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FreeBSD was selected at the outset of the Open Connect CDN (~2012 or so).

We did a bake off a few years ago, and FOR THIS WORKLOAD FreeBSD outperformed Linux. I don't want to get into an OS war, that's not productive.




Its important to consider that we've poured man years into this workload on FreeBSD. Just off the top of my head, we've worked on in house, and/or contributed to or funded, or encouraged vendors to pursue: - async sendfile (so sendfile does not block, and you don't need thread pools or AIO) - RACK and BBR TCP in FreeBSD (for good QoE) - kTLS (so you can keep using sendfile with tls, saves ~60% CPU over reading data into userspace and encrypting there) - Numa - kTLS offload (to save memory bandwidth by moving crypto to the NIC)

Not to mention tons of VM system and scheduler improvements which have been motivated by our workload.

FreeBSD itself has improved tremendously over the last few releases in terms of scalability


> FreeBSD itself has improved tremendously over the last few releases in terms of scalability

True. FreeBSD (or its variants) has always been a better performer than Linux in the server segment. Before Linux became popular (mostly due to better hardware support), xBSD servers were famous for their low maintenance and high uptime (and still are). This archived page of NetCraft statistics ( https://web.archive.org/web/20040615000000*/http://uptime.ne... ) provides an interesting glimpse into internet history of how 10+ years back, the top 50 server with the highest uptimes were often xBSD servers, and how Windows and Linux servers slowly replaced xBSD.

(Here's an old HN discussion about a FreeBSD server that ran for 18 years - https://news.ycombinator.com/item?id=10951220 ).


a lot of this is in Linux now right ? i am asking a personal opinion and not necessarily a "why-dont-u-move-to-linux" question.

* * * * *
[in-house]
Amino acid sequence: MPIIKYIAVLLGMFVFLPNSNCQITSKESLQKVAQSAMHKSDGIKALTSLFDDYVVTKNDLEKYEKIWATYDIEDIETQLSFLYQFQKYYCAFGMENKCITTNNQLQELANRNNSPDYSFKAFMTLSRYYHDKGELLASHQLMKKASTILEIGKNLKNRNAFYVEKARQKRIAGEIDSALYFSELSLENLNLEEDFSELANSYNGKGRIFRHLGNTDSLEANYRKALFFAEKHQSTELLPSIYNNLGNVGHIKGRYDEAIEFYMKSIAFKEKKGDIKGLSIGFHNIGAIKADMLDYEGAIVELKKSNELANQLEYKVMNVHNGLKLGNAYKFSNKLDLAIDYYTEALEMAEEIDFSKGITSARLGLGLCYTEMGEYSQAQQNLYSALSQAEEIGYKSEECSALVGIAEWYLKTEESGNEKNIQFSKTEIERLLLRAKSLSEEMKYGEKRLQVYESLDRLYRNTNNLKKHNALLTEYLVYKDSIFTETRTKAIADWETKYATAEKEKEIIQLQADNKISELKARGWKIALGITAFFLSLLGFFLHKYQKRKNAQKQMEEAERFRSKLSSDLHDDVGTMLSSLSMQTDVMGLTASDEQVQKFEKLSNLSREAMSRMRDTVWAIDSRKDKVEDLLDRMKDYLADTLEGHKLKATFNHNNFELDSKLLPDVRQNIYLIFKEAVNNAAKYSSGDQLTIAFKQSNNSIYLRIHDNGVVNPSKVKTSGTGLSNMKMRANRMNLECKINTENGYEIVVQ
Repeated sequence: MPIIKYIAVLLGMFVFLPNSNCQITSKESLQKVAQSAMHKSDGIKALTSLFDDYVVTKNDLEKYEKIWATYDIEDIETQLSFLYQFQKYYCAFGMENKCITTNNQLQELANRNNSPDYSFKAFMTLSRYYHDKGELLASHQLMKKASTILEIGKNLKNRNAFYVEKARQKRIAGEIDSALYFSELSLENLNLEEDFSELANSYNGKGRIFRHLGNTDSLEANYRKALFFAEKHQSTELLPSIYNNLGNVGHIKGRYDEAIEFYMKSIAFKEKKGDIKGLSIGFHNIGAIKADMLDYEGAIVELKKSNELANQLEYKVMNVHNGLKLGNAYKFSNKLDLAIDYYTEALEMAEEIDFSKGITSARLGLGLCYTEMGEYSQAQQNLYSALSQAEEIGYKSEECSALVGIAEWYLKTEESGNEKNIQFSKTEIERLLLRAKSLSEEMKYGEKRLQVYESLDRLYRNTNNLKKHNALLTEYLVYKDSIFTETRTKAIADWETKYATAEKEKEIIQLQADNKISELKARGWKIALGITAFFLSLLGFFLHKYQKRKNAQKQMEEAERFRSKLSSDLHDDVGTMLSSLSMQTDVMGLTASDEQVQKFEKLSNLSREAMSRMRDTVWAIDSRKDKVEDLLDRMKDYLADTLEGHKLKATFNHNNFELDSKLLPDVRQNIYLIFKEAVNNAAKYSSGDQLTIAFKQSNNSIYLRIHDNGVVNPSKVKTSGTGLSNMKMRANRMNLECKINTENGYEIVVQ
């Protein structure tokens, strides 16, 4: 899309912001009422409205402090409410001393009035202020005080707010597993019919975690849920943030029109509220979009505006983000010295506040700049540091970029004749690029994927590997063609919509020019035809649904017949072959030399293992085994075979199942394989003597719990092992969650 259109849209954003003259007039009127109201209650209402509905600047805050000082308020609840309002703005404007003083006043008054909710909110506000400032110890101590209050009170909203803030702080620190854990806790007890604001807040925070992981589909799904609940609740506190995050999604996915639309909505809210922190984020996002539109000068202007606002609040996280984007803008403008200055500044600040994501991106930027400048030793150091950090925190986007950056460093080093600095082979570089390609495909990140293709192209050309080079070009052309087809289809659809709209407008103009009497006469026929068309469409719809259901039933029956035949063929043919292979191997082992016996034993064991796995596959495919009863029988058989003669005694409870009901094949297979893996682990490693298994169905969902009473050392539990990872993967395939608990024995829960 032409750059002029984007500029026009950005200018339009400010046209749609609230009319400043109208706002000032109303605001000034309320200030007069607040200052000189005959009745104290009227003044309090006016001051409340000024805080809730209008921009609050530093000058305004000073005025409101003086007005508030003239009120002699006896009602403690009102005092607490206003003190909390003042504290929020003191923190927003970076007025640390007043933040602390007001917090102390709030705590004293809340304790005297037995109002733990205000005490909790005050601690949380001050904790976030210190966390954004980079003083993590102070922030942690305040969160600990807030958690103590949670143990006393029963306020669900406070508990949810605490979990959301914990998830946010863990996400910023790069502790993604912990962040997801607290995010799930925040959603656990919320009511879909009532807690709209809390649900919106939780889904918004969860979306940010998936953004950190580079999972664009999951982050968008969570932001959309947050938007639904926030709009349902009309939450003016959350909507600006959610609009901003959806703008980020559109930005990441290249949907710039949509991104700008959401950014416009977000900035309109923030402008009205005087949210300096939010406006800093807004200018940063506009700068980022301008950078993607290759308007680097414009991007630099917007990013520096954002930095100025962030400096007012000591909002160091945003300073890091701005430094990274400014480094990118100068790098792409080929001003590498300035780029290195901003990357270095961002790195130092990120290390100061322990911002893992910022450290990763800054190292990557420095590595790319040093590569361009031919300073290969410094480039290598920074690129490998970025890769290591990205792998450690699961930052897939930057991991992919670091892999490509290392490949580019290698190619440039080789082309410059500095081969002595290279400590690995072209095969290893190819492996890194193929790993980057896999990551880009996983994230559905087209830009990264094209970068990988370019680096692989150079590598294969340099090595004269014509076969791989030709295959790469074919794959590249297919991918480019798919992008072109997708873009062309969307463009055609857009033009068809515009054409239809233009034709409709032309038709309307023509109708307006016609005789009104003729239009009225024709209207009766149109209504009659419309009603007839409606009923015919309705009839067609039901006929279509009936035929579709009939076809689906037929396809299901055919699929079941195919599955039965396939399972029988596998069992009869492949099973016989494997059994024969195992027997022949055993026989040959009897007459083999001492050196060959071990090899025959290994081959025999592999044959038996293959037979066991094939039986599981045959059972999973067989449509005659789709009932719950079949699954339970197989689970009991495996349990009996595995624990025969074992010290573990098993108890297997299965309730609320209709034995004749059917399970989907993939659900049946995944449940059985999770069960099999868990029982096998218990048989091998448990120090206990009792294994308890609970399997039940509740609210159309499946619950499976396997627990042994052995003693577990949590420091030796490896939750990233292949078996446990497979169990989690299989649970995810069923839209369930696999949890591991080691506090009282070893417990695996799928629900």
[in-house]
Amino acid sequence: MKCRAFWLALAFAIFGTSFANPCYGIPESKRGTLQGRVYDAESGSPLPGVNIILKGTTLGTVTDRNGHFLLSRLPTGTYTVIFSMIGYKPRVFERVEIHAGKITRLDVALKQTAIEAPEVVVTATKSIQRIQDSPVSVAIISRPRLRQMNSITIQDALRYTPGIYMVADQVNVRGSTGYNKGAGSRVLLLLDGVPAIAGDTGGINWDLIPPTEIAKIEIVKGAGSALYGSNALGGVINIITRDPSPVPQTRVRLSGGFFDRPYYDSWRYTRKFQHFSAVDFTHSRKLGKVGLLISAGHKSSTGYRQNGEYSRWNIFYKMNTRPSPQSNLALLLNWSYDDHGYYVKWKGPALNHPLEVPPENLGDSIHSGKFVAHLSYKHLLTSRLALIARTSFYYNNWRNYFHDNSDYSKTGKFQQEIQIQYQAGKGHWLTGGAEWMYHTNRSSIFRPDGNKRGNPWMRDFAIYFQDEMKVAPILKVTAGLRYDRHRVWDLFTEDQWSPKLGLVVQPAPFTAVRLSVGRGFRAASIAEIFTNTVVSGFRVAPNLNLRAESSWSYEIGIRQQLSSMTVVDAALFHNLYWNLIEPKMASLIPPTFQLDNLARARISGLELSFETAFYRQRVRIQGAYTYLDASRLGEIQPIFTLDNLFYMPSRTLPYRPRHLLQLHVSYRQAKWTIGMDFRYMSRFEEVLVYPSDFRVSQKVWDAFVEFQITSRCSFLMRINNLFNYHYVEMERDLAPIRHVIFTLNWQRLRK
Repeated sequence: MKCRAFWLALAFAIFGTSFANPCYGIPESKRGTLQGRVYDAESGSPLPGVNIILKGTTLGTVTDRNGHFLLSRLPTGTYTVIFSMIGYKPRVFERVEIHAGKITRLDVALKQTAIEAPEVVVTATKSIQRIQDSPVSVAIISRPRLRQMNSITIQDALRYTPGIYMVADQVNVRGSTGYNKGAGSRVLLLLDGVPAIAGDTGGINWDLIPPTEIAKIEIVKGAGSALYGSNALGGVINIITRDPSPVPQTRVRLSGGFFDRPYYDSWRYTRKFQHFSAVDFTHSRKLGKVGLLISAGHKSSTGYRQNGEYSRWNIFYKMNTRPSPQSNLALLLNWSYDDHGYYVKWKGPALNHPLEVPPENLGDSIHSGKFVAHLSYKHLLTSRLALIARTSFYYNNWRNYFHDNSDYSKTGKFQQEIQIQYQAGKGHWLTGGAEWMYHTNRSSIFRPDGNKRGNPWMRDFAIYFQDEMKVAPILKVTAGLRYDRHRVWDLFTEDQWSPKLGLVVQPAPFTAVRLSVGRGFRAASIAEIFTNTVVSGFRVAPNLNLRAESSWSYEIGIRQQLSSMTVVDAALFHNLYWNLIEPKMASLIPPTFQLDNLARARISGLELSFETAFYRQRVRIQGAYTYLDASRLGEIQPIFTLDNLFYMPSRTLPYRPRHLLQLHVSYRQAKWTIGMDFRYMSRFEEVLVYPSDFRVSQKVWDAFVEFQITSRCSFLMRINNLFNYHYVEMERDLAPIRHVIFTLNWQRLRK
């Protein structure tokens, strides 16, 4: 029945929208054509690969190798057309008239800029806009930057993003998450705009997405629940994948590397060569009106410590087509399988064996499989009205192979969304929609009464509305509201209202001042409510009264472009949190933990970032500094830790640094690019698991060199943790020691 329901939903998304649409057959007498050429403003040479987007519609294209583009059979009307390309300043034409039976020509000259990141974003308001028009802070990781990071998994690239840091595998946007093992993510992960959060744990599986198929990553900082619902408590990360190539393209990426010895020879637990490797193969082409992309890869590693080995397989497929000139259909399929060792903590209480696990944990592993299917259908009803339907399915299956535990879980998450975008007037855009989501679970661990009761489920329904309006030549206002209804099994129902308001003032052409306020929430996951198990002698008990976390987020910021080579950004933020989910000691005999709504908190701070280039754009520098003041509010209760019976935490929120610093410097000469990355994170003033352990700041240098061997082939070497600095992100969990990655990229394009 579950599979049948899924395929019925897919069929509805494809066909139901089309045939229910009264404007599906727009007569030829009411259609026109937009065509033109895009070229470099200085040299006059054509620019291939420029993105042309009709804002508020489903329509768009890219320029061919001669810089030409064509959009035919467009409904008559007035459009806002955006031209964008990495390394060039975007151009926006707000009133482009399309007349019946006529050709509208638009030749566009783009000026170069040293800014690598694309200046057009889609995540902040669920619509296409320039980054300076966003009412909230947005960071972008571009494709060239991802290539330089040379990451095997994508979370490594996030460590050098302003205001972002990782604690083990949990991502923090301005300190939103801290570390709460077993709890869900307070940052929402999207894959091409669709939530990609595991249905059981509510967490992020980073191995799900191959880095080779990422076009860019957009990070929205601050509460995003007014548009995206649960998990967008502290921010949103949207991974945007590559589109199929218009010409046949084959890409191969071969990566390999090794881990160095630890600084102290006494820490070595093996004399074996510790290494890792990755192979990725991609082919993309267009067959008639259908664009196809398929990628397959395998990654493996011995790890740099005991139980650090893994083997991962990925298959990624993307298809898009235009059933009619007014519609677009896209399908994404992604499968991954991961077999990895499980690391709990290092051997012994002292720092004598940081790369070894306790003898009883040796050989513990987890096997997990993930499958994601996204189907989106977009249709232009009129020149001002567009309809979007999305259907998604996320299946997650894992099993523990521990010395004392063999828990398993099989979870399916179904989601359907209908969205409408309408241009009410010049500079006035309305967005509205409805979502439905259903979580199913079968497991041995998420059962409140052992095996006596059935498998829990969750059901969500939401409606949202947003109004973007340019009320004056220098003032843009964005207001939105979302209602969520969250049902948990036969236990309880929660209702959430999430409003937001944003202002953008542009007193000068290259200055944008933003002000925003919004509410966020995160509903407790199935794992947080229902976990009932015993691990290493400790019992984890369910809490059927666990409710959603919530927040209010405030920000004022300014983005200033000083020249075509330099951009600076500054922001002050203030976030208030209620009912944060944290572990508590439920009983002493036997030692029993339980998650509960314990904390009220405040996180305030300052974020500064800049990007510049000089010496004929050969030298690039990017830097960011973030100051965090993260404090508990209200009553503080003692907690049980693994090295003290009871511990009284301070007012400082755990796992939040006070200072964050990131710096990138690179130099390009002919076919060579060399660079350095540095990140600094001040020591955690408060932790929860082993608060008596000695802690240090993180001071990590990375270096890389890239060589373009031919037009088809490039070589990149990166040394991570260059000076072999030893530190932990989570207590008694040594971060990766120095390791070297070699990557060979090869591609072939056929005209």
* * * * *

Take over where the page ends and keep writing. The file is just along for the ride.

Genuinely curious on where u see state of art when it comes to Linux.


Yes. I ran it for a bake off ~2 years ago. At the time, the code in linux was pretty raw, and I had to fix a bug in their SW kTLS that caused data corruption that was visible to clients. So I worry that it was not in frequent use at the time, though it may be now.

My understanding is that they don't do 0-copy inline ktls, but I could be wrong about that.


Thank you for pushing kTLS!


Was licensing also a contributing factor, or was that irrelevant for you?


My understanding is that licensing did factor into the decision. However, I didn't join Netflix until after the decision had been made.


I recall reading that Netflix chose FreeBSD a decade ago due to asynchronous disk IO was (and still is?) broken and/or limited to fixed block offsets. So nginx just works better on FreeBSD versus Linux for serving static files from spinning rust or SSD.


This used to be the case, but with io_uring, Linux has very much non-broken buffered async I/O. (Windows has copied io_uring pretty much verbatim now, but that's a different story.)


Could you expand more on the Windows io_uring bit please?

I have run Debian based Linux my entire life and recently moved circumstantially to Windows. I have no idea how it's kernel model works and I find io_uring exciting.

Wasn't aware of any adoption of io_uring ideas in Windows land, sounds interesting


Windows has had “IO completion ports” since the 1990s which work well and are high performance async for disk/network/other IO operations.


This isn't the same as the old Windows async I/O. ptrwis' links are what I thought of (and it's essentially a 1:1 copy of io_uring, as I understand it).



By how much?




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